Setka, the Victorian secretary of the CFMMEU, has been suspended from the Labor Party and will likely be expelled, but he’s not standing down from his union role.
He has come under fire for reportedly telling a union meeting Ms Batty’s advocacy had led to men having fewer rights, comments he says are “fabricated”.
“Everyone at that meeting knows that what has been reported is not what I said and the member who leaked these false allegations, for nothing more than political gain, should be the one who hangs their head in shame,” he said in Melbourne on Wednesday alongside his wife Emma Walters.
“Why should I step down? For something that is totally inaccurate and false and just a lie?”
Setka brushed off the prospect of being expelled from the Labor Party at the behest of leader Anthony Albanese, but says it’s the work of “dirty politics”.
“I answer to my members and my members only,” he said.
“I don’t answer to the ALP. They don’t pay my wages.”
Walters was at times emotional during the couple’s press conference, saying the public scrutiny of her husband had put the family in a “dark, dark place”
“It is very hard to watch the ‘Get John Setka’ campaign,” she said.
“I see John Setka get up every morning and go to work at 6.30 to represent his members. I see him come home at 7.00 at night, having spent all day representing his members.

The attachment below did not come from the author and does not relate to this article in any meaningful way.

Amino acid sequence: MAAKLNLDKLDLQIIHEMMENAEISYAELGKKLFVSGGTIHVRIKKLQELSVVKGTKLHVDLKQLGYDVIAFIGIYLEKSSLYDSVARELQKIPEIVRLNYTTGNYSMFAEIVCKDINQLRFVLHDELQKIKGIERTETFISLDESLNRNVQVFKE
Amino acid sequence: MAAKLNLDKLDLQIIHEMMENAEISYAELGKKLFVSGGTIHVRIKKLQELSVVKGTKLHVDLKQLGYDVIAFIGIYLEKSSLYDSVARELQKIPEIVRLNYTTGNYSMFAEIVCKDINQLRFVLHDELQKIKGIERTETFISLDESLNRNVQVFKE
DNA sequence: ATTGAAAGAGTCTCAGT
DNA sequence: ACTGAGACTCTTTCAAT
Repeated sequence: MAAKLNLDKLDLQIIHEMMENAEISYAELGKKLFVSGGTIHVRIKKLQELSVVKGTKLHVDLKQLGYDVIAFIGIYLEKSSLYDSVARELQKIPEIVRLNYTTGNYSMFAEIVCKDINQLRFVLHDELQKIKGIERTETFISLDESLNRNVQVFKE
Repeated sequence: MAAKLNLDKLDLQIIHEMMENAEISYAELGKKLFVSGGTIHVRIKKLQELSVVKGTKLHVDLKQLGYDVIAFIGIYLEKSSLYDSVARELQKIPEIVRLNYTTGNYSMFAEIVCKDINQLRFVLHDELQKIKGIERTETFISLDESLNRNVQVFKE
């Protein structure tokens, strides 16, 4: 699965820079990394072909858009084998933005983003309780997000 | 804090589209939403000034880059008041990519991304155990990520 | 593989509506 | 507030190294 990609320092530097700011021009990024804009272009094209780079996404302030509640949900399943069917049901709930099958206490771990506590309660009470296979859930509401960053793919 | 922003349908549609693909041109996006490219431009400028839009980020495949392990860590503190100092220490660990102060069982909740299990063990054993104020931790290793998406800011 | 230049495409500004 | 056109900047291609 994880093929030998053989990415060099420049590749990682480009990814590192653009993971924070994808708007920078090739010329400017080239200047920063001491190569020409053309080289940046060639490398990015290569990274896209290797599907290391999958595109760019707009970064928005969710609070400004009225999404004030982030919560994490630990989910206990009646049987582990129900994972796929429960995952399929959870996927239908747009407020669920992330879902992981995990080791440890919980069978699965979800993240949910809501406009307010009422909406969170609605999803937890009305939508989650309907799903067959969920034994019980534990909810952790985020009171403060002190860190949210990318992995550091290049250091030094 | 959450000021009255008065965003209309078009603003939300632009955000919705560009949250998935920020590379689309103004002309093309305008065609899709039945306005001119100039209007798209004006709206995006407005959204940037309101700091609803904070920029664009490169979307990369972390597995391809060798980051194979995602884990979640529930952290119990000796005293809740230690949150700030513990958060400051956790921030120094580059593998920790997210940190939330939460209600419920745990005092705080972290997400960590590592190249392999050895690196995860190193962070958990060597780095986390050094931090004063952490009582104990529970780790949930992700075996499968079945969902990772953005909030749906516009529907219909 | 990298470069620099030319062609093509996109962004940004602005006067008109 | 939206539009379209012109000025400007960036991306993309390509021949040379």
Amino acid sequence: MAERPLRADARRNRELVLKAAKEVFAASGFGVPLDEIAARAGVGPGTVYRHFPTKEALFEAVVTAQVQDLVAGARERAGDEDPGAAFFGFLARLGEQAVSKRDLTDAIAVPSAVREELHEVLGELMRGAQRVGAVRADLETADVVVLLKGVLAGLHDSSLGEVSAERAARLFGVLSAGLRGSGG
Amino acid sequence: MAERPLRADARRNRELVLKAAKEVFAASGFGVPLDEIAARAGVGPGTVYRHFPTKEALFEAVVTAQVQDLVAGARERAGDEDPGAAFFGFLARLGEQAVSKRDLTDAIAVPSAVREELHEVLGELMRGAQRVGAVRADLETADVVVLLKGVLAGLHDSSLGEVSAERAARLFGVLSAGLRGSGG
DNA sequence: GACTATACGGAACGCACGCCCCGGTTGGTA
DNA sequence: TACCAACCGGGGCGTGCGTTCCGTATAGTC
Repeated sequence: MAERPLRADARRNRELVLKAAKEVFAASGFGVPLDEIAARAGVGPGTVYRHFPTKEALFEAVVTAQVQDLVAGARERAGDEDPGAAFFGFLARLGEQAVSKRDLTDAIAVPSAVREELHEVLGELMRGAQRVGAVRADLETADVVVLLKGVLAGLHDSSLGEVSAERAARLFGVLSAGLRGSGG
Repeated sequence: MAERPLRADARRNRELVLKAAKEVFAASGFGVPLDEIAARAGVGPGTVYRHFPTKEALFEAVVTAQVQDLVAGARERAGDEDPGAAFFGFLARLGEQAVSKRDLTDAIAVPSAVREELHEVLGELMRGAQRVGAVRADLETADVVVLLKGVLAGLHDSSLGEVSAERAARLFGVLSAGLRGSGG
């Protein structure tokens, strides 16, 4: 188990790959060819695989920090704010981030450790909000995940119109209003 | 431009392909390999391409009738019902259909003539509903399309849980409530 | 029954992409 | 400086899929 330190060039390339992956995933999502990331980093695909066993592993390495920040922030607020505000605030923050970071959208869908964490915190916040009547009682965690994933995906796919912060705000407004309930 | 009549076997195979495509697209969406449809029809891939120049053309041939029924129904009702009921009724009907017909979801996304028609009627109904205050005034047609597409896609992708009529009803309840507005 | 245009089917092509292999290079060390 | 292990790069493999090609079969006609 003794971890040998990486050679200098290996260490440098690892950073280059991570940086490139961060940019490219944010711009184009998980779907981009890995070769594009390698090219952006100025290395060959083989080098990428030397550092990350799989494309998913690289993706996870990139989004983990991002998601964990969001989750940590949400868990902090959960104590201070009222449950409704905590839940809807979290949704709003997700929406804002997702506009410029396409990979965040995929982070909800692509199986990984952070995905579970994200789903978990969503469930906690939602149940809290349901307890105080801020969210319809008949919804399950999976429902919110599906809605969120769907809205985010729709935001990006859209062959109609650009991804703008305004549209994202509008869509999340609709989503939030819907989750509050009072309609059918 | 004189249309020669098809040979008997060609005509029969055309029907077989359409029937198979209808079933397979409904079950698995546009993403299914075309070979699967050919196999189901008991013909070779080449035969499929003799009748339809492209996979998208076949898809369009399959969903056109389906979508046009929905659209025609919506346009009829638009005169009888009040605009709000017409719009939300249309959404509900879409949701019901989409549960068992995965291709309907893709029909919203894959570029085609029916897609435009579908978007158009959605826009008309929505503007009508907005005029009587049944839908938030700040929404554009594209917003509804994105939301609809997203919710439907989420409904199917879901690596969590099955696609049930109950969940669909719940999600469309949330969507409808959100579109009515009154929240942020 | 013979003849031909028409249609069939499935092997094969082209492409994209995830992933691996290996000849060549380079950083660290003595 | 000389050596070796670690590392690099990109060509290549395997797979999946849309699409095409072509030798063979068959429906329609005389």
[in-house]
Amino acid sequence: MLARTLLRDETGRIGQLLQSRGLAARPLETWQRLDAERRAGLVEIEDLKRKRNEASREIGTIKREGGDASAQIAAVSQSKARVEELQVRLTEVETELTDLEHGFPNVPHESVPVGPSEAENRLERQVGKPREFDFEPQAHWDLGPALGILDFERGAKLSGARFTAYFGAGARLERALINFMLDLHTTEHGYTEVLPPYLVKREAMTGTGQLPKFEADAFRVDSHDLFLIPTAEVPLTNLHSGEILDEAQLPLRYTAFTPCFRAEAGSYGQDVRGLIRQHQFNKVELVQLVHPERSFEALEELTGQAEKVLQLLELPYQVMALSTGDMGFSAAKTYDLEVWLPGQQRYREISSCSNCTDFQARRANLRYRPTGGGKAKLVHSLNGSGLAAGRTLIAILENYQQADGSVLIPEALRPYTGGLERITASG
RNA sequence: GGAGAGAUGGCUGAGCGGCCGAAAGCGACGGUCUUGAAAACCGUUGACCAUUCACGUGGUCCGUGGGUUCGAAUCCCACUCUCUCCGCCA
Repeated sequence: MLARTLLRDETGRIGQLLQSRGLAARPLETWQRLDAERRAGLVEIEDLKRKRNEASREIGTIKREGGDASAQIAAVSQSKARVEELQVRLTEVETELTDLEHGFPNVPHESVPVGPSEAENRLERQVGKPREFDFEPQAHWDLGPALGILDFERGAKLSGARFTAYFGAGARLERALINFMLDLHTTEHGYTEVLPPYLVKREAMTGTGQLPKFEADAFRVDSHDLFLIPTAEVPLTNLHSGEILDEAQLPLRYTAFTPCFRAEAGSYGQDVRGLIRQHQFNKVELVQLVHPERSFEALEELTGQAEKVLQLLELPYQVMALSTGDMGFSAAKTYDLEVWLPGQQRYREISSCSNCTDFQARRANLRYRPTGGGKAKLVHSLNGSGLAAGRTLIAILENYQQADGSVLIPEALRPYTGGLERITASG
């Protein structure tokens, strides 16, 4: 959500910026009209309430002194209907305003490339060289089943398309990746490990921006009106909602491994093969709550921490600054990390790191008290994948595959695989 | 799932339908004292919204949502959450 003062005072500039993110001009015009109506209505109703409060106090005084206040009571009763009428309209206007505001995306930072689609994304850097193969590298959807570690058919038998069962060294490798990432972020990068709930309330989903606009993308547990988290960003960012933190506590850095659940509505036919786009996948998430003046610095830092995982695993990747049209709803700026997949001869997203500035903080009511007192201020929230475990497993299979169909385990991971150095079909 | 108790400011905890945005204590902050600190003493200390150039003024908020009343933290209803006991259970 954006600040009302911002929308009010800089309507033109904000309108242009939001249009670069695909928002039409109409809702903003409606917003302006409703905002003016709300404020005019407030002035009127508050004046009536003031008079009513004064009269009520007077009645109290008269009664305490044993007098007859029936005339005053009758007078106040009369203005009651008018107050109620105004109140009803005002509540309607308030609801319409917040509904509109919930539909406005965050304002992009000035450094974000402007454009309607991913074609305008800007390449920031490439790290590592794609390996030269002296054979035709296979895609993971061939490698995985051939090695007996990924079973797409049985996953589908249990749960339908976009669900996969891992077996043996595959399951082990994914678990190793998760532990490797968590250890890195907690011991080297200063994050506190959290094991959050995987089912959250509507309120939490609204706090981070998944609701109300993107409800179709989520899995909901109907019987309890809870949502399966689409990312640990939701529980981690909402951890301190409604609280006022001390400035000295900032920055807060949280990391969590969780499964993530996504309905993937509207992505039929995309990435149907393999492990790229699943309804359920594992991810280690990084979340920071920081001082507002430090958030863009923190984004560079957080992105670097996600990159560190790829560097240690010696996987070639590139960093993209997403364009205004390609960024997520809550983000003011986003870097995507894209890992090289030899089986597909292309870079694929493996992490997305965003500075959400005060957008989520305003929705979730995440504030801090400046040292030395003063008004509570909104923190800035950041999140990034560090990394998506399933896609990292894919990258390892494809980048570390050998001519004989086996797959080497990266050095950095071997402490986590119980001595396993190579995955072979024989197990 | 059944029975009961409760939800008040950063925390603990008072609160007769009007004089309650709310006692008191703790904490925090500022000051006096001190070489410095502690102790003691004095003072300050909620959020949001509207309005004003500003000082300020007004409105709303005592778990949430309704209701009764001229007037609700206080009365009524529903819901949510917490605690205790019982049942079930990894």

“I can’t describe how hard it is to watch.”
ACTU secretary Sally McManus has cut short an overseas trip to return to Melbourne to deal with the crisis.
McManus has said Setka’s reported comments were “appalling and totally unacceptable” and he should resign if they are verified.
Setka will have a chance to defend himself when Albanese’s expulsion motion goes to the ALP’s national executive on July 5.
Prime Minister Scott Morrison said Setka should have resigned a long time ago.
“They can root out one Labor thug in the union movement, but there’s plenty more where John Setka came from,” he said.
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